In a startup, there are always many things that aren’t working as efficiently as they could be – acquisition funnel conversion, manual processes, customer acquisition costs, etc. This may be incredibly frustrating, especially for the team members who have to deal with it on a day-to-day basis.
It’s very tempting to direct precious money, time, and energy to resolving these frustrations, especially as its your team’s tired faces that you have to look at every day. It’s always tempting to give the squeaky wheel some oil.
However, it’s vital that you remain focused on growth and don’t confuse growth with optimization. Burning lots of time optimizing at the expense of growing is not a recipe for success for early- to mid-stage, venture-backed startups.
Of course, there is some nuance here: if things are so broken that your team starts to leave, you have to address that – no team; no company.
Also, the smart investors (i.e. the ones you want) realize that, if your unit economics fundamentally don’t work, you will simply lose more money as you grow.
However, conversely, it’s unlikely that a Tier 1 investor will invest in the also-ran, #3 player in any category in terms of growth rate and/or absolute revenue, however optimized and healthy the acquisition funnels, gross margins, etc. Investors are in the business of selecting for the biggest return on their capital, not the best run or most efficient business. The biggest return comes from the biggest exit and the biggest exit goes to the category winners.
As a venture-backed startup, the most important thing is to stay as one of the leaders in your category – this is what allows you to maintain team confidence and morale, attract the best talent and investors, and continue to raise money when you need it. Note: there are usually only 1 or 2 “leaders” in any category.
Let’s take two startups: to start with, Company A and Company B are neck-and-neck. Both have a $5M in gross revenue, with a average revenue of $5,000 per customer per year and a customer acquisition cost (CAC) of $2,000. Both have revenue that is doubling each year. Both are mid-stage startups – they’re not yet profitable and don’t expect to be any time soon.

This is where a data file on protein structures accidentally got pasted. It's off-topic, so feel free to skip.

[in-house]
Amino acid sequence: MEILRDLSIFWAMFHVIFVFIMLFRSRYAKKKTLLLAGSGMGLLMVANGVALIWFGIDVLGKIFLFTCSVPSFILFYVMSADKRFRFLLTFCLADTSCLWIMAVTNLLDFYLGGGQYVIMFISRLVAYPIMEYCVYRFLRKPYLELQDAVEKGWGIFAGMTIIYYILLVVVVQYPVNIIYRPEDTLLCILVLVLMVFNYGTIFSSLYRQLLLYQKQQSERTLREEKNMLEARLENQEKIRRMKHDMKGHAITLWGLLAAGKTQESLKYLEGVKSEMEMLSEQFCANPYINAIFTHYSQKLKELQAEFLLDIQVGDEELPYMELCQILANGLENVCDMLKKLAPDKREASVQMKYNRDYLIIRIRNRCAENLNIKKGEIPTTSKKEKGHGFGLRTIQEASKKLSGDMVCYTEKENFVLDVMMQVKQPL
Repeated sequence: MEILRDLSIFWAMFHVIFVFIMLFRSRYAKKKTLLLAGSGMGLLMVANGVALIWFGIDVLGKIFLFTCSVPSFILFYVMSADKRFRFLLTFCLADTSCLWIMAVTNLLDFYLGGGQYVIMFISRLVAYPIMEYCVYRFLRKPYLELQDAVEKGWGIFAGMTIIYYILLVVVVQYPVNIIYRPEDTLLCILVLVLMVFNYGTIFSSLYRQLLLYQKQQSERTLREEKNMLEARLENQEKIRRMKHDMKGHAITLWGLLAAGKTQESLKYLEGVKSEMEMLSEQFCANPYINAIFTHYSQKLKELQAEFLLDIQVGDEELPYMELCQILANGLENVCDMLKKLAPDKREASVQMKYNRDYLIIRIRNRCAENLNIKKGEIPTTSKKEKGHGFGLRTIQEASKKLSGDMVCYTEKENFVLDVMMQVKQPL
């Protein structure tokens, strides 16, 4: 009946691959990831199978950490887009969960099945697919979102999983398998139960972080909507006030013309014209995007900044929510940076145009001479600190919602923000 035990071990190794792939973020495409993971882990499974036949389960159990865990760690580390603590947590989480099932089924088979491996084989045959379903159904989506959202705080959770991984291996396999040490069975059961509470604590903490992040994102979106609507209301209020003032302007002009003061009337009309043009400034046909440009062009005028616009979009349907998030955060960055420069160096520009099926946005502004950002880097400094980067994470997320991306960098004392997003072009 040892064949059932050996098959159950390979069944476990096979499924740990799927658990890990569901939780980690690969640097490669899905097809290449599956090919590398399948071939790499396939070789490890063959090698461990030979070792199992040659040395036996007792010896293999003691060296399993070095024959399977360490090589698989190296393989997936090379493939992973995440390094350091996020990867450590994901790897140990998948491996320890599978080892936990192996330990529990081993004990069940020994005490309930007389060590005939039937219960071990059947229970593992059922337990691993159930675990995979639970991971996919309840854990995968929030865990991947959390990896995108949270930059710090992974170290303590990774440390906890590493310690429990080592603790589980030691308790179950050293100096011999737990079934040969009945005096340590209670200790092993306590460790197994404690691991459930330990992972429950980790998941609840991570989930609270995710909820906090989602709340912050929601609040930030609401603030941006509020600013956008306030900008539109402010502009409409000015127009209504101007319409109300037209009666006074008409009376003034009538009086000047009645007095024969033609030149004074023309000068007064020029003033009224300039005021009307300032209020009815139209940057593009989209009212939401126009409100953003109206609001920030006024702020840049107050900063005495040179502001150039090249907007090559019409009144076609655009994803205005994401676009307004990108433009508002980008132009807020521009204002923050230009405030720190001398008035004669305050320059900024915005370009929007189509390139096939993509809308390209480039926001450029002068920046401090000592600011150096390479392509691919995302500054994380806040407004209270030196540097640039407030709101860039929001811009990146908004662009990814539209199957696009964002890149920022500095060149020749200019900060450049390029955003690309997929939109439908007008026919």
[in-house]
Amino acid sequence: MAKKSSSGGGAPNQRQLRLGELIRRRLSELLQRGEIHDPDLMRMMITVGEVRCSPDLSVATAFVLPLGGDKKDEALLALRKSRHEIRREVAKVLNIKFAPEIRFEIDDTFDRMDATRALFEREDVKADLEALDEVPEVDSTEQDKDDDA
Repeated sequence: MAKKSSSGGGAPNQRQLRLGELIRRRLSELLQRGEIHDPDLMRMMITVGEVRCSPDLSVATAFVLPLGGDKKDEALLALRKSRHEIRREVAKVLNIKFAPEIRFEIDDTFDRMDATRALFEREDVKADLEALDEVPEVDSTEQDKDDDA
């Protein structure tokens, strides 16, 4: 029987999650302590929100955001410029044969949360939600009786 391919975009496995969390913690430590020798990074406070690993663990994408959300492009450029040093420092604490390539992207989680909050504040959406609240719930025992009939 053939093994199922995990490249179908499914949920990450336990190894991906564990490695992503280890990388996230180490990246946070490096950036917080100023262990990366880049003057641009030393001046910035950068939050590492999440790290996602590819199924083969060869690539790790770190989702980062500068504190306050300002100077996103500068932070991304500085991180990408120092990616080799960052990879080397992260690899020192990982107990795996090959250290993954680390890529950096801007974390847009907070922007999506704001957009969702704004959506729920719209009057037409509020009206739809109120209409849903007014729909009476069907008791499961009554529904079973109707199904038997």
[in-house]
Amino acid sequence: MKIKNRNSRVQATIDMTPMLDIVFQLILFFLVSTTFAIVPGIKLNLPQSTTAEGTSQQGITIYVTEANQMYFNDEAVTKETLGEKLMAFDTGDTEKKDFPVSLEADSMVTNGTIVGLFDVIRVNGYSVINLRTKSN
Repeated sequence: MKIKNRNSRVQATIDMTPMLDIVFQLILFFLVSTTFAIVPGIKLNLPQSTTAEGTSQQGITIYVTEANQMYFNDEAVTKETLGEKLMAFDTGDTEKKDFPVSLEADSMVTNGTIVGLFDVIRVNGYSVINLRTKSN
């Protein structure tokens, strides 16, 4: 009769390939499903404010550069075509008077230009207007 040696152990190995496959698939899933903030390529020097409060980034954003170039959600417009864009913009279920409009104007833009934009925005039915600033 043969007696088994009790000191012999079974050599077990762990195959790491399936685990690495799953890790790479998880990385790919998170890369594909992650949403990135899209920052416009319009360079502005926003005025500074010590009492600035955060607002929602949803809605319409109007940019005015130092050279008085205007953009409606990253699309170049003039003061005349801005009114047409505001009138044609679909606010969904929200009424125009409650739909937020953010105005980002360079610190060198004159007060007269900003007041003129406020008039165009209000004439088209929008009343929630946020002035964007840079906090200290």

Both companies also know that their CAC is too high and, by some optimizations, the CAC can be reduced significantly. The high CAC drives some members of the team crazy – so many opportunities lost, so many wasted marketing dollars.
So, the CEO of Company A directs the team to work on CAC. Over 6 months, they manage to effect a series of changes process and product changes in their customer-acquisition funnel, through A/B testing, cost reduction, etc. These compound and end up halving the CAC to $1,000 – that’s a huge improvement. Company A’s gross margin has significantly improved.
Meanwhile, the CEO of Company B ignores the CAC for now and instead directs the team to focus on increasing the size of the sales and marketing teams significantly and filling the top of the sales funnel with as many leads as possible.
One year later, Company A’s revenue has doubled again and they’re netting an average of $4,000 per customer per year – 33% more. Not bad.
However, by focusing on growth, one year later, Company B’s revenue has tripled rather than just doubling. They still net an average of $3,000 per customer per year but there are 3 times more customers.
Both Company A and Company B need to raise more money. So does a 3rd player in the category; Company C. Company C is going gang-busters, beating both Company A and Company B on growth rate and total revenue.
You know how this story ends: Company B and Company C are able to raise giant C-rounds from Tier 1 investors at great valuations. Meanwhile, Company A has fallen behind – its unit economics are better than Company B’s but it’s now an also-ran and struggles to raise money. Without that money, it cannot continue to grow and falls further and further behind Company B and Company C. Perhaps it’s acquired by Company C at a fire-sale valuation or perhaps it’s a giant smoking crater.
Of course, this is a contrived story. In reality, you can probably achieve growth and some optimization in parallel. But, the key is not to confuse one with the other.
So, grow and optimize as you go, as long as that optimization doesn’t slow your growth. Don’t optimize hoping that it will deliver meaningful growth.
tl;dr – in a startup, you can’t optimize your way to success – you must out-grow your competitors.